There are some brilliantly capable platforms that automate global processes and policies, while enabling regional teams to remain compliant with local laws and regulations.
With Workday HR management software, for example, you can create regionally specific offers and employment agreements automatically. You can manage employee probation periods, collective agreements, notice periods and contract across multiple jurisdictions across the cloud.
And Oracle’s global HR system cloud-based system takes away the complexities of managing a global workforce, by enabling you to deploy complete HR capabilities across 200 countries, jurisdictions, and industries using just one system.
Our HR systems selector tool can quickly help you establish your options.
Paving the way for global mobility
Essentially, global projects bring people together. It’s no surprise then that 12% of the workforces in global businesses are internationally mobile. For many organisations, the main driver of an integrated global HR system is that it facilitates talent mobility within the company.
Consider a business that is setting up a new office in Spain with a strong need for a niche team of engineers. It may have a team in another location with exactly the rights skills having just delivered a similar project. Unless your HR systems are globally aligned, the match between the business need and existing skills would be purely reliant on project managers exchanging the information between themselves.
Global businesses are embracing the mobility that HR automation and artificial intelligence brings. In the past year, there has been a rise in the number of global leaders and teams who bring a more dynamic world-view to their roles.
If global mobility is an aspiration, you’ll not only want your chosen HR system to meet the demands of your business but give you the flexibility to seamlessly manage immigration information, taxation data, work permits, visas and travel documents, and quick.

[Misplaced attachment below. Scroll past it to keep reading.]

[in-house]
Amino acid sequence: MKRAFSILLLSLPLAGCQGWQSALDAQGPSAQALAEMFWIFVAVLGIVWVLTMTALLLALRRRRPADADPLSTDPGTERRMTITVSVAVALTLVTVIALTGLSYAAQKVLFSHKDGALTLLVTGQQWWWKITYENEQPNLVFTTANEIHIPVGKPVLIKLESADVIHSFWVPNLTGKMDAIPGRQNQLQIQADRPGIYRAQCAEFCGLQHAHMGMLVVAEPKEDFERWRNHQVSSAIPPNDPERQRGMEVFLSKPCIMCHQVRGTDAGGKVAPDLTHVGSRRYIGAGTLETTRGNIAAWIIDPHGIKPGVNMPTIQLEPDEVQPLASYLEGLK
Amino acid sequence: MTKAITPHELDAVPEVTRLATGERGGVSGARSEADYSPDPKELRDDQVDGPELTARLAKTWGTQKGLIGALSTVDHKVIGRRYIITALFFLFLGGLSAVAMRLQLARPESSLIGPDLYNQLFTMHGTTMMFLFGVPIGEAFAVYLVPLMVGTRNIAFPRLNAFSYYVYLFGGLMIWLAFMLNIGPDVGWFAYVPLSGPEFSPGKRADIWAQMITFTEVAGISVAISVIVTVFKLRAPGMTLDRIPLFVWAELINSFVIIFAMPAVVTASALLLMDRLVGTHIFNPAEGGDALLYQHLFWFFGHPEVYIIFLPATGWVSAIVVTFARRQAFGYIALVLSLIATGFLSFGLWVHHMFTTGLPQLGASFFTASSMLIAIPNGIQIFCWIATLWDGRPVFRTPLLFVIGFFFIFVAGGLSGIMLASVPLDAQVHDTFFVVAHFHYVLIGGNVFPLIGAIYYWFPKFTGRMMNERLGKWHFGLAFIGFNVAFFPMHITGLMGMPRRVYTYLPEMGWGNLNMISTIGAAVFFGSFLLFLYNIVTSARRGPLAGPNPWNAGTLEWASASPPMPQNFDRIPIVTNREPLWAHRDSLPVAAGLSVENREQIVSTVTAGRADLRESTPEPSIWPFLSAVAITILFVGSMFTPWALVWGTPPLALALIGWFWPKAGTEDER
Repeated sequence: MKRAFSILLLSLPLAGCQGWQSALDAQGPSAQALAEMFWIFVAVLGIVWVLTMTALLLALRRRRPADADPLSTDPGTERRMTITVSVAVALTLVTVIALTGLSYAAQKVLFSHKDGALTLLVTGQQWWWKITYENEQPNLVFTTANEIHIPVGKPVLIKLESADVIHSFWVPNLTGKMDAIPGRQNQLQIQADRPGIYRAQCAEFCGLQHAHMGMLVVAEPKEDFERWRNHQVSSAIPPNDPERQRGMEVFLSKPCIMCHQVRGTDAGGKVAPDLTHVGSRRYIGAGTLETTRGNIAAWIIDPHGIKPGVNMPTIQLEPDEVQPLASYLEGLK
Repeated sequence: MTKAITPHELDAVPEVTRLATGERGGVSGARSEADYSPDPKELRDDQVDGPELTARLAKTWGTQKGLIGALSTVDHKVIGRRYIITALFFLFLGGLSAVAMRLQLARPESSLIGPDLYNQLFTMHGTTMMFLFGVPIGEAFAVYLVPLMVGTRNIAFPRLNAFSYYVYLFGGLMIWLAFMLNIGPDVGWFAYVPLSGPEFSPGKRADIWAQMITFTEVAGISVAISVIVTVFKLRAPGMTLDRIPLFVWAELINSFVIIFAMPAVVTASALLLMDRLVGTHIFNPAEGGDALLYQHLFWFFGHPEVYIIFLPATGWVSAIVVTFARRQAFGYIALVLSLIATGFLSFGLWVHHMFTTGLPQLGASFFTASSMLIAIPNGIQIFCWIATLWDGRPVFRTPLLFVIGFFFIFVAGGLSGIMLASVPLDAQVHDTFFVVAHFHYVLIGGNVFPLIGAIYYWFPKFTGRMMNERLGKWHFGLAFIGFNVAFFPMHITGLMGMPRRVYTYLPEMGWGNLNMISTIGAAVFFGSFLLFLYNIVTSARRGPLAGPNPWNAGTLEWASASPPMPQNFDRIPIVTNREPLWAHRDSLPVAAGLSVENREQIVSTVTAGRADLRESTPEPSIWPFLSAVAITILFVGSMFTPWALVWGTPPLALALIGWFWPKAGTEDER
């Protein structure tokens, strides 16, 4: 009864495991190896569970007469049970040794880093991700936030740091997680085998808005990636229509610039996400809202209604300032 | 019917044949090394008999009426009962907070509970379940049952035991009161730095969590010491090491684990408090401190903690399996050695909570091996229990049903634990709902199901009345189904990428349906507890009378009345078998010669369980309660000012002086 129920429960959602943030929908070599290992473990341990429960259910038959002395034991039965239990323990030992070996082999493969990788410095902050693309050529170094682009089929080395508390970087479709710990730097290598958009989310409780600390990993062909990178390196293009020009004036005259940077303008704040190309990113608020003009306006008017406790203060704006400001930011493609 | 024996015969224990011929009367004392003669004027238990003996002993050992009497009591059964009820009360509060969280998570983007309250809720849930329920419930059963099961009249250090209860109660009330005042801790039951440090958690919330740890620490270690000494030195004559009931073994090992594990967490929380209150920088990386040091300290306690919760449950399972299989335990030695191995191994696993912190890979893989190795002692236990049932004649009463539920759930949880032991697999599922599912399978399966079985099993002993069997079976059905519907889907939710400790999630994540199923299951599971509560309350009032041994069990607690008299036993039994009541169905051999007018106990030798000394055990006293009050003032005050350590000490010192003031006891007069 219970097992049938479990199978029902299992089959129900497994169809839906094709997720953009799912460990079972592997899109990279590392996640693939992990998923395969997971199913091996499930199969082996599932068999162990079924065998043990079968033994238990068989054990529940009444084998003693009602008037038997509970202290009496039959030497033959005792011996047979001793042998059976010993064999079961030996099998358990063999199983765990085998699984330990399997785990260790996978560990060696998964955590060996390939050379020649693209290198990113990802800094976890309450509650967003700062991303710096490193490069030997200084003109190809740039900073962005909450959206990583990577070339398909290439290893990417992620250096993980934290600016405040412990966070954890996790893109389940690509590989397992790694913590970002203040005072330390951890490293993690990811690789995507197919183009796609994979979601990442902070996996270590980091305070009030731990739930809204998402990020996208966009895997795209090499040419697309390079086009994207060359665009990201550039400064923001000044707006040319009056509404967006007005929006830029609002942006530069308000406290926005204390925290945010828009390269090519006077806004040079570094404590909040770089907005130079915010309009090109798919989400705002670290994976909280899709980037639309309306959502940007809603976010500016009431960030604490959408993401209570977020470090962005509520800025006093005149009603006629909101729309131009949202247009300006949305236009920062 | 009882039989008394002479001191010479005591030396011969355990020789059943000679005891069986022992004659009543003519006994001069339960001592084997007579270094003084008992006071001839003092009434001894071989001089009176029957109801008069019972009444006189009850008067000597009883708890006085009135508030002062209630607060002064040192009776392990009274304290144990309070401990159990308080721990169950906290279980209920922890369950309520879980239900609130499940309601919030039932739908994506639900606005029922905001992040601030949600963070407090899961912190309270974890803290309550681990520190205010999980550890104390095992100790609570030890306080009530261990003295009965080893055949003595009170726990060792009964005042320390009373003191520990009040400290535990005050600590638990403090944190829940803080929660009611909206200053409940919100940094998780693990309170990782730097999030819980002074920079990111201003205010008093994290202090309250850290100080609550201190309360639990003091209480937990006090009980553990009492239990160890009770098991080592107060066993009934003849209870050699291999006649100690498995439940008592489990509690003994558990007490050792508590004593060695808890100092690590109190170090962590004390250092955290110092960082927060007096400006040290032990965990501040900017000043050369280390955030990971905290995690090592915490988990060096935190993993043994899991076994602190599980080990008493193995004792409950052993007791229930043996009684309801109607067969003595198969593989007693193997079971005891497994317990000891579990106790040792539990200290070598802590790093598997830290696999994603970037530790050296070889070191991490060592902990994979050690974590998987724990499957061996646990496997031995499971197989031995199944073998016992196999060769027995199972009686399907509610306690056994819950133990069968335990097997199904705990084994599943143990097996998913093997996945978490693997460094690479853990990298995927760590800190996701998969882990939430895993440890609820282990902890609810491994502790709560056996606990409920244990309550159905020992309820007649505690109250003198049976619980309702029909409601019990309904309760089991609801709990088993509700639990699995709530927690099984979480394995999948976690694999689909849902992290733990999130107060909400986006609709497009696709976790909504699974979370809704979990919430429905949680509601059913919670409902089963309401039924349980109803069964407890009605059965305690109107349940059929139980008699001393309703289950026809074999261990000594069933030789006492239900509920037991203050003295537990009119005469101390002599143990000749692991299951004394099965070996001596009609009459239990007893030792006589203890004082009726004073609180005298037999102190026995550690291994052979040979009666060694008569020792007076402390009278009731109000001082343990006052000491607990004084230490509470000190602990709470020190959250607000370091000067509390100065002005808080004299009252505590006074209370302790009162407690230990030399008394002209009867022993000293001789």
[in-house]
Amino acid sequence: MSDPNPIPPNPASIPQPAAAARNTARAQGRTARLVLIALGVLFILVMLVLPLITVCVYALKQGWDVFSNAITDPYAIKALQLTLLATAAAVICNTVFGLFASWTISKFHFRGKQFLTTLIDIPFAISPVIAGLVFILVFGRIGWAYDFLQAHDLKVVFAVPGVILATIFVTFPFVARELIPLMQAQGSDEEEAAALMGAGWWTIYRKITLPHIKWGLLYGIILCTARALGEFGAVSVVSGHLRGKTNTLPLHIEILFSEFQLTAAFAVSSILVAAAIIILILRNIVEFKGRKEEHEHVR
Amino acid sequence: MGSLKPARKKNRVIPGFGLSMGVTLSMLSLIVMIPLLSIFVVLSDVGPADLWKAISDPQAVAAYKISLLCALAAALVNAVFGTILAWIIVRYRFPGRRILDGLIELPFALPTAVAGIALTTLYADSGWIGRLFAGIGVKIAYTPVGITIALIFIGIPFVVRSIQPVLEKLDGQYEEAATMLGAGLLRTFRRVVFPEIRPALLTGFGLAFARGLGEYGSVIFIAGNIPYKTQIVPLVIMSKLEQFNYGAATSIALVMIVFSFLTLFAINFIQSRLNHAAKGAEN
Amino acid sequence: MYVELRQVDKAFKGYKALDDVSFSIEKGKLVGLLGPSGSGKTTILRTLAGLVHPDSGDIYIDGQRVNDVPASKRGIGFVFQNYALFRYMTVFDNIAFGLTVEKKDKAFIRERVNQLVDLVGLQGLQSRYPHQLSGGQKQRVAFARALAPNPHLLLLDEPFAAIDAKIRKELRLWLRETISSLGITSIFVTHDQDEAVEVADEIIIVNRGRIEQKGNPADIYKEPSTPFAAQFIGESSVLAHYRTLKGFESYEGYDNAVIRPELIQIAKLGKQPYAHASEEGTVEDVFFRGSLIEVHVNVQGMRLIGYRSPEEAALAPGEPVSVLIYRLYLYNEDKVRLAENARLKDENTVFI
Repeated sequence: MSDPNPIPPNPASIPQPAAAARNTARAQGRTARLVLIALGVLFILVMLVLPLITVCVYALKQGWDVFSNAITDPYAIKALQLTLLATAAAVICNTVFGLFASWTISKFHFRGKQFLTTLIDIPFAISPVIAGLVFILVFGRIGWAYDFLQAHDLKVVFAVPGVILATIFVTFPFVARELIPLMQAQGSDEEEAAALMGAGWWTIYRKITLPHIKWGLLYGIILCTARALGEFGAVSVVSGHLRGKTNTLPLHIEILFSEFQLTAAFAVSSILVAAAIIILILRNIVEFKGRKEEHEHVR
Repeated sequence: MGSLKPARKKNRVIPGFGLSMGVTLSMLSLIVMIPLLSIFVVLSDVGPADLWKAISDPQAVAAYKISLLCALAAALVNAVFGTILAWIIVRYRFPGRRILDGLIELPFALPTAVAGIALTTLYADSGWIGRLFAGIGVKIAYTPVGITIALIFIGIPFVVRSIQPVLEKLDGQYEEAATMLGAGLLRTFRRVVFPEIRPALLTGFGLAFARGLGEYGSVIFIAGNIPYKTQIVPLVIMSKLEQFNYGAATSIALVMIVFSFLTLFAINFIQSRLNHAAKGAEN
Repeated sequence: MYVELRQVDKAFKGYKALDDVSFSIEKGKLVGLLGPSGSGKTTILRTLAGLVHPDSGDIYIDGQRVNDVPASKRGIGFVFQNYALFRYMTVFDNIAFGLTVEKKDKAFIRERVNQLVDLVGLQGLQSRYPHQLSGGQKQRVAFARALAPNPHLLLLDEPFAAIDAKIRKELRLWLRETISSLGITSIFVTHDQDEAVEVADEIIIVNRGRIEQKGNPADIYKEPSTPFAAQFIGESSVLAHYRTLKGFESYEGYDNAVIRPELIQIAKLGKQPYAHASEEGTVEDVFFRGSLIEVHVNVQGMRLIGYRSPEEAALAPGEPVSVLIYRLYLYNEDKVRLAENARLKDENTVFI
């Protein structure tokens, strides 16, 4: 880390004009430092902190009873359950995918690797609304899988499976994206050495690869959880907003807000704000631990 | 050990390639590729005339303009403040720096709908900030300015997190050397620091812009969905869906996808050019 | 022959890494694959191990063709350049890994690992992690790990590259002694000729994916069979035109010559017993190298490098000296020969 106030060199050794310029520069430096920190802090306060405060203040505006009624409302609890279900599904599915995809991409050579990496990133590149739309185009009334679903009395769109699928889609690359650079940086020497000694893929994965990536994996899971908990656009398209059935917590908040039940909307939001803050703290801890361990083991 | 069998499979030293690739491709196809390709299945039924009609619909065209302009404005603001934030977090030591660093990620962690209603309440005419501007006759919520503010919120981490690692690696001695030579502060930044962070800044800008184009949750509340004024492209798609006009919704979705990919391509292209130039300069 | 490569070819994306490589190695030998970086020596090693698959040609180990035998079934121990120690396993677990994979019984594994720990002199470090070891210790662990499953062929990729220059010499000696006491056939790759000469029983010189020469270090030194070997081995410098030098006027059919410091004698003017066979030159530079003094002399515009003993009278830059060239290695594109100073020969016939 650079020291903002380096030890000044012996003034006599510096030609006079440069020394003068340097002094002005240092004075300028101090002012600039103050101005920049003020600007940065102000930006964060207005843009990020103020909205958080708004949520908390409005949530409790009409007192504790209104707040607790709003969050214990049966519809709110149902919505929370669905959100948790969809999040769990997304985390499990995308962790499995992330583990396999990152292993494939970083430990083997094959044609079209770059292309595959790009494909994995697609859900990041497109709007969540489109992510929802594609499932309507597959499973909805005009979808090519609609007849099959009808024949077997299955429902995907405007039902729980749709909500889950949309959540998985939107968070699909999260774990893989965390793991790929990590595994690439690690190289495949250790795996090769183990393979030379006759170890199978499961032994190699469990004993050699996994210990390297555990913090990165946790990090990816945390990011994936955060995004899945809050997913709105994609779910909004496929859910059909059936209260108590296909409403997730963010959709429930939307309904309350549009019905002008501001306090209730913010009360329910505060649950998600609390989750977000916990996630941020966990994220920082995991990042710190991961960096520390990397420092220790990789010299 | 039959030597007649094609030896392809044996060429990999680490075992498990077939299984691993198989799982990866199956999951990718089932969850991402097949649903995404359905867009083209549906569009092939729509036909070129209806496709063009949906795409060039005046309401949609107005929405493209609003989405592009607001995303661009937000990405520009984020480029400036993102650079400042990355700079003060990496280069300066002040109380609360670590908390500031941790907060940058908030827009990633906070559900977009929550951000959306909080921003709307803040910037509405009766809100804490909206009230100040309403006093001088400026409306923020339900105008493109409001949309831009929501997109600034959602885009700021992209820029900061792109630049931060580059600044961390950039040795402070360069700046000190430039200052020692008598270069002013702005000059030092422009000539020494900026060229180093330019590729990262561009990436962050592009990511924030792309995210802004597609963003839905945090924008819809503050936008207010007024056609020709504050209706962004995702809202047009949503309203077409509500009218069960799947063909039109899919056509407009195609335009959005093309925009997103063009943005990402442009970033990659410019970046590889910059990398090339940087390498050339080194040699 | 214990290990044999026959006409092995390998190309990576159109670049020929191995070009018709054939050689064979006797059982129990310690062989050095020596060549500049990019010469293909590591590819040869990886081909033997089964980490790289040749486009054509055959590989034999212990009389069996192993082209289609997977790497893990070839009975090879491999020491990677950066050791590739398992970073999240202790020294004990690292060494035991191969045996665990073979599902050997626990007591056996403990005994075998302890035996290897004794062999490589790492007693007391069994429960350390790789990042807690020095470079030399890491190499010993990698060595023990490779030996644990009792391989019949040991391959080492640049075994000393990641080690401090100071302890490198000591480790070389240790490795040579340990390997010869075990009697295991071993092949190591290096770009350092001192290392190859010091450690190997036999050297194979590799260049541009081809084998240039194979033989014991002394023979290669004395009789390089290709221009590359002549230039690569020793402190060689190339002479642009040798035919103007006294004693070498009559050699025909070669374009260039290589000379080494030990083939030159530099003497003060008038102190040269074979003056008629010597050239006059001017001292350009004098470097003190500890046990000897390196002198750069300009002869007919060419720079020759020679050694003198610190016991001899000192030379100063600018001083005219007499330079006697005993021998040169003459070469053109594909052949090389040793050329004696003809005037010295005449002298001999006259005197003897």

Implementing a global system will raise questions about all kinds of processes and at the same token create opportunities to make process improvements. You’ll therefore need a Project Manager and HRIS Manager experienced at global change management. This is precisely why many HR departments enlist an experienced partner to help guide them throughout this process.
Even Oracle concedes that the “relative ease at which your company can expand or contract global operations with a cloud-based HCM system” will depend on whether change management is considered concurrently.
Companies that use change management are 1.6 times more likely to remain within budget; 4.4 times more likely to stay on schedule, and 6 times more likely to meet project objectives.
Talking from experience, it’s advantageous to have a centralised HR system team; where its overarching goal is to obtain an ROI on any HR software. This team can manage and ensure a global standard for data management and minimise the risk of data breaches. Most importantly, they will ensure access to data is limited to only what is required for an individual job.
This does require a strong project manager throughout implementation to ensure regional or local differences are carefully considered before building a system. They won’t be afraid to challenge the status quo.
There’s also less risk of employees feeling less favoured over another office in a different location since all employees will have access to the same tools.
Crucially, a single global HR system can integrate with other systems; multiple HR systems cannot. Whatever system you choose though, needs to be configurable by an HRIS Manager. After all, you will not want the added expense of a consultant for every change that needs to happen. With a cloud based global HR system, you’ll have one upgrade to manage; not multiple ones across all locations.